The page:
The main advantage for venture capitalists is the ability to have a say in the company’s movements. Depending on the company, they could do this by being granted a seat on the board of directors or by becoming a consultant for the business. If the business is losing profitability, the investor’s expertise can help to steer the business in the right direction.

How The Venture Capital Process Works

It is rare for venture capital firms to scout out investment opportunities. Usually, businesses in need of capital identify appropriate venture capital firms and contact them with details of their business opportunity and proposal.

The business must then pitch their business plan to the investors. This stage is vital; if the business founders or representatives present a poorly-prepared, convoluted or flawed pitch, they can say goodbye to their dreams of receiving the capital they desperately need to get their business off the ground. The pitch must present the business’ unique selling point and a compelling business model, as well as demonstrate demand for the product or service being sold. Investors should be able to recognise the founders’ ability to develop the product or service, build a strong workforce and attract and maintain customers.

While venture capital funding might seem like an excellent way of gaining money without the burden of paying it back – plus any interest – acquiring this kind of funding is more difficult than it might seem. According to Harvard Business Review, less than one percent of businesses use venture capital funding to build their brand.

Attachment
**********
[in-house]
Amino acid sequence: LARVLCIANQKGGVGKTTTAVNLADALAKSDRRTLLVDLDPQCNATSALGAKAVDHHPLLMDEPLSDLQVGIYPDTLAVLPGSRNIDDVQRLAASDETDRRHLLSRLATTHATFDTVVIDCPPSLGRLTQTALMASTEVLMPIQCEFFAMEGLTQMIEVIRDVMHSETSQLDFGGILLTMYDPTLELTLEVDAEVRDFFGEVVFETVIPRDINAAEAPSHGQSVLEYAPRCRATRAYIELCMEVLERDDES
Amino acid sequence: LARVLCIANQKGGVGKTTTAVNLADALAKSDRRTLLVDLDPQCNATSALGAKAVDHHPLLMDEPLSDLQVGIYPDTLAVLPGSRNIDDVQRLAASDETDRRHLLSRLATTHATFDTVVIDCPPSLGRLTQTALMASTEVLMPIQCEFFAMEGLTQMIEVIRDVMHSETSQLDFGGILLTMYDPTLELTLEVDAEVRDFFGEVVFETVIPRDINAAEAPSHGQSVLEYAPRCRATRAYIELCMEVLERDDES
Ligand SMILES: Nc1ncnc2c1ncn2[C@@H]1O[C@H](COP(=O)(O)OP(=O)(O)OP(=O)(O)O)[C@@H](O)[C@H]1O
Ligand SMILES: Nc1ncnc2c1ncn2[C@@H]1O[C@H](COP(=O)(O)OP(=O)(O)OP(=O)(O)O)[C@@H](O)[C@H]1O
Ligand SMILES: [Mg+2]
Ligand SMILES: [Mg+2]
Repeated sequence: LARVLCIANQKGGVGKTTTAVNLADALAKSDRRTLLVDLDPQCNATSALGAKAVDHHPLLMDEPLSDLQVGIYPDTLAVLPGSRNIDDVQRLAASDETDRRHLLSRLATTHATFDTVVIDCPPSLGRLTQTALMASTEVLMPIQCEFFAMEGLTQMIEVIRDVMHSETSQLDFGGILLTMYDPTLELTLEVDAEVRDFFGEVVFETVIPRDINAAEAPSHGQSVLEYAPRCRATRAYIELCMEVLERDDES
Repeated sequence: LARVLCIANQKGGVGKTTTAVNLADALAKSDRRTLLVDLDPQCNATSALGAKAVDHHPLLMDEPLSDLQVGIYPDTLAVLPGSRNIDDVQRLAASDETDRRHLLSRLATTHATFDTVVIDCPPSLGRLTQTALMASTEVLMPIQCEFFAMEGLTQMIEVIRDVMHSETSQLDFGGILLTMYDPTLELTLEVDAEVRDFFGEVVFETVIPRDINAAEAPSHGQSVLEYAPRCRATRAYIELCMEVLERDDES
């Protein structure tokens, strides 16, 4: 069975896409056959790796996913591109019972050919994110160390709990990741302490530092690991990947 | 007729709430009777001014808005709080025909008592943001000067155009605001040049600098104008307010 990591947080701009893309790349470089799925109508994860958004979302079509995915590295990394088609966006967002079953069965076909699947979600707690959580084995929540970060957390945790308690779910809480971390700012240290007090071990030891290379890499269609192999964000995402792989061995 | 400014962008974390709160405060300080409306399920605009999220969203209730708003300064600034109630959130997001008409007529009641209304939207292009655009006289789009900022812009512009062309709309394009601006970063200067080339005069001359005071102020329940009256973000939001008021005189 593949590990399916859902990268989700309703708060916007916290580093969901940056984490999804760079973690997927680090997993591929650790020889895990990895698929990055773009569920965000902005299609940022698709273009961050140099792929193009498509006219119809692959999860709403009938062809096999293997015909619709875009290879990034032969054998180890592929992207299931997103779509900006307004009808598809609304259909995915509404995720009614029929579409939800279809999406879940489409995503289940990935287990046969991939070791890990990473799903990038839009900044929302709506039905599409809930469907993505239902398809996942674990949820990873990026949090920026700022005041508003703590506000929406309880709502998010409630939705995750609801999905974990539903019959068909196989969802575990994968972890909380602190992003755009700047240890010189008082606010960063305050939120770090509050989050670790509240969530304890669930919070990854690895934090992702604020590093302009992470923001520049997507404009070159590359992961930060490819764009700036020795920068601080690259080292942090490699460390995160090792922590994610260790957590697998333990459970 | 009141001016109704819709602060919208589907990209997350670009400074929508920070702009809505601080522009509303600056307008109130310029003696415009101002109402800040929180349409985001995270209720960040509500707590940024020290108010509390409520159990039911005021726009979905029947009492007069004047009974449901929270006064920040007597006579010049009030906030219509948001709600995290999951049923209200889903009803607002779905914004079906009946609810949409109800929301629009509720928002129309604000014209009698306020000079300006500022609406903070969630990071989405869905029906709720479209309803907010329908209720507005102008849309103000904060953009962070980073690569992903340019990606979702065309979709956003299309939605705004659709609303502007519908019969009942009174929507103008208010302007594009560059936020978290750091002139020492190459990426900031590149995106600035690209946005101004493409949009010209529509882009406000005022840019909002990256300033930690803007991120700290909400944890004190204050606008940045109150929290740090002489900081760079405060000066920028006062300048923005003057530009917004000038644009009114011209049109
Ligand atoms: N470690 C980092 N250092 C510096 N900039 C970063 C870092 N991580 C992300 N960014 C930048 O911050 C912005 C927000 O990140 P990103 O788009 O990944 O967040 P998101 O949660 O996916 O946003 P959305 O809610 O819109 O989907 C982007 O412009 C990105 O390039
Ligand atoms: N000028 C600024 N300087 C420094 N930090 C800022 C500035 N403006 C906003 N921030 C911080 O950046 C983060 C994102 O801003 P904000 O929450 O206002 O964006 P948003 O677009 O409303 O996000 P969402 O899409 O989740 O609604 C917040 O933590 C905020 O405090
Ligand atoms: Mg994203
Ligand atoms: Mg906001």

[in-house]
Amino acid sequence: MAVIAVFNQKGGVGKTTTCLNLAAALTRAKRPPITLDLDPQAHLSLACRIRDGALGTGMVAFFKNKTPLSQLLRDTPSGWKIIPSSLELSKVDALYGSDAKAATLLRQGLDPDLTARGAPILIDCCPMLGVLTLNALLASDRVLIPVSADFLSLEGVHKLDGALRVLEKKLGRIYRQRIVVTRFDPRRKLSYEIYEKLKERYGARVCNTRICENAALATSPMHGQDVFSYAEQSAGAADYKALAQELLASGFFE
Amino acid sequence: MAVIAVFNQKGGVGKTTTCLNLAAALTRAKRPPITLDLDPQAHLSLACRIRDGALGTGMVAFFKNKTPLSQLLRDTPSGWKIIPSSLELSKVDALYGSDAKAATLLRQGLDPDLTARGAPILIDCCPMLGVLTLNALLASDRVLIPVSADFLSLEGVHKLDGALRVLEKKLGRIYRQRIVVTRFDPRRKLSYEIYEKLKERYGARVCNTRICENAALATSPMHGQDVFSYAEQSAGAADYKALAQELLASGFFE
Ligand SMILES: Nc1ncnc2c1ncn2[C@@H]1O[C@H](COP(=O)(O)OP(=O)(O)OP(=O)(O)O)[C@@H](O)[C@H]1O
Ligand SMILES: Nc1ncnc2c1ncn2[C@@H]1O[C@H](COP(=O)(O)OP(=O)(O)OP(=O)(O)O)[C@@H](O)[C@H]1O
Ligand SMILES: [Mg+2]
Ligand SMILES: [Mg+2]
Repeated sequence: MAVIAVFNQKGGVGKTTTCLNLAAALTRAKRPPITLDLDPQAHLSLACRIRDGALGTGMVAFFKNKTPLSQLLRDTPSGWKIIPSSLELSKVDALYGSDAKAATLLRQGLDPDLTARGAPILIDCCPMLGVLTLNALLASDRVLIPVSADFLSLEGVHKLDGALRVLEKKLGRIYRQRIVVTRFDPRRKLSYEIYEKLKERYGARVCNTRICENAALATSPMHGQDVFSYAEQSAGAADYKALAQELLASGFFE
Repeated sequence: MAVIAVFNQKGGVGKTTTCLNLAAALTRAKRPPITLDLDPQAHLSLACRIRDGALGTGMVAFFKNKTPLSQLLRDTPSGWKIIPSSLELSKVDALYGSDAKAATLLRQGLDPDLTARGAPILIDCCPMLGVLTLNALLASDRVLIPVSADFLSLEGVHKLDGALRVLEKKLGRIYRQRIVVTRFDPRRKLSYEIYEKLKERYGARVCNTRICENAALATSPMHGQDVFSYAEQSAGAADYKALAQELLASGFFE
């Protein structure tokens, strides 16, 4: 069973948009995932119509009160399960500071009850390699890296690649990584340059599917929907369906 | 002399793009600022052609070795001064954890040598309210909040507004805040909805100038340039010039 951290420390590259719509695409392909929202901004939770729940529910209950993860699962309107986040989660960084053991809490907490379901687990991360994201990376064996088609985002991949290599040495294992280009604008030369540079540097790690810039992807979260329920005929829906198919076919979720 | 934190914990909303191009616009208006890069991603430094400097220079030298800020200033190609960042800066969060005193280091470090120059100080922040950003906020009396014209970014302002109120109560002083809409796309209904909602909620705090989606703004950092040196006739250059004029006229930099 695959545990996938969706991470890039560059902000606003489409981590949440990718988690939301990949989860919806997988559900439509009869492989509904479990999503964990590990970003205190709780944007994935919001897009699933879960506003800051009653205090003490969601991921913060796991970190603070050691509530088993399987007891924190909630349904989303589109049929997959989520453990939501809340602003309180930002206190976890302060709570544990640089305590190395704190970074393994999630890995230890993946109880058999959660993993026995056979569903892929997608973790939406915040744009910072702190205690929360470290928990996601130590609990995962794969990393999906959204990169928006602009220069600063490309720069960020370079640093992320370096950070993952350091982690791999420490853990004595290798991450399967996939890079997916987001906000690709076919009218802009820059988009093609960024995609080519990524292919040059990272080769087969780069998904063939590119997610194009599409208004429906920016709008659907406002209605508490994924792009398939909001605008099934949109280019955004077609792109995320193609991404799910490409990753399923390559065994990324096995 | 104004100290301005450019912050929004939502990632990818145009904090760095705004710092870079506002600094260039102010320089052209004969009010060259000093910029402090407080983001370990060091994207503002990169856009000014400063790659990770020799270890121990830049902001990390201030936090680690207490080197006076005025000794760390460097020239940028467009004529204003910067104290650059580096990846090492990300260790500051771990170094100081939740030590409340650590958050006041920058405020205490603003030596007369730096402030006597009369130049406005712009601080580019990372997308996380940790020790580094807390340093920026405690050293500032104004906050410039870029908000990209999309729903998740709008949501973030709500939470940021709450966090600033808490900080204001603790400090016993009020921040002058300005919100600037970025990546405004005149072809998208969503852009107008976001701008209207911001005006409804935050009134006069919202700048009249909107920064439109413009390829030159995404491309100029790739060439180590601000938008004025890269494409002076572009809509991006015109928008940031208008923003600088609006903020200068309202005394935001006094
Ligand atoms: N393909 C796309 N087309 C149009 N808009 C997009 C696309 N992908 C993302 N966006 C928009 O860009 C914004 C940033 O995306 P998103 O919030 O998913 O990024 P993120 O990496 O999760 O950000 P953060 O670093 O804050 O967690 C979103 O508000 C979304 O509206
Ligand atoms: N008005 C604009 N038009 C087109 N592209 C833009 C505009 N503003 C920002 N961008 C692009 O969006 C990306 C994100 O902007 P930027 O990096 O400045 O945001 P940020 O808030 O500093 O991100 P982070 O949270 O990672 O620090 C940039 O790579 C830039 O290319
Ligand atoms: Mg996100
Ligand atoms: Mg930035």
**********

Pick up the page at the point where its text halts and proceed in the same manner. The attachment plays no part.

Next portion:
If the business catches the imagination of any investors, the process can move on to the next stage. Investors will carry out due diligence on the business owners and the business itself to try to get a sense of the risk factor of the opportunity. If the founders of the business have a good track record or have launched or run a successful business in the past, it will help their case.

If the investor decides to go ahead with the investment, they will pledge their capital to the business in return for equity, and the business can start to take shape.

On average, investment deals of this kind usually take place over four to eight years. After this, investors ‘exit’ the agreement by initiating a merger, acquisition or initial public offering (IPO) in the hope of making a profit on their equity in the business.


Venture capital funding can be a constructive business move for both investors and businesses seeking investment. In order to secure funding, business representatives should ensure that they compile a convincing business pitch that highlights the full potential of the business idea and any other plus points that are worth mentioning, such as a particularly experienced team member or a survey demonstrating market demand.

In order for investors to see a good return on investment, they should undertake in-depth research until they are convinced that they are investing in a business that harbours the potential for profitability and further growth.
A venture capital agreement can represent a mutually beneficial relationship that both enables entrepreneurs to realise their visions and affords external investors a steady income and influence in a promising business.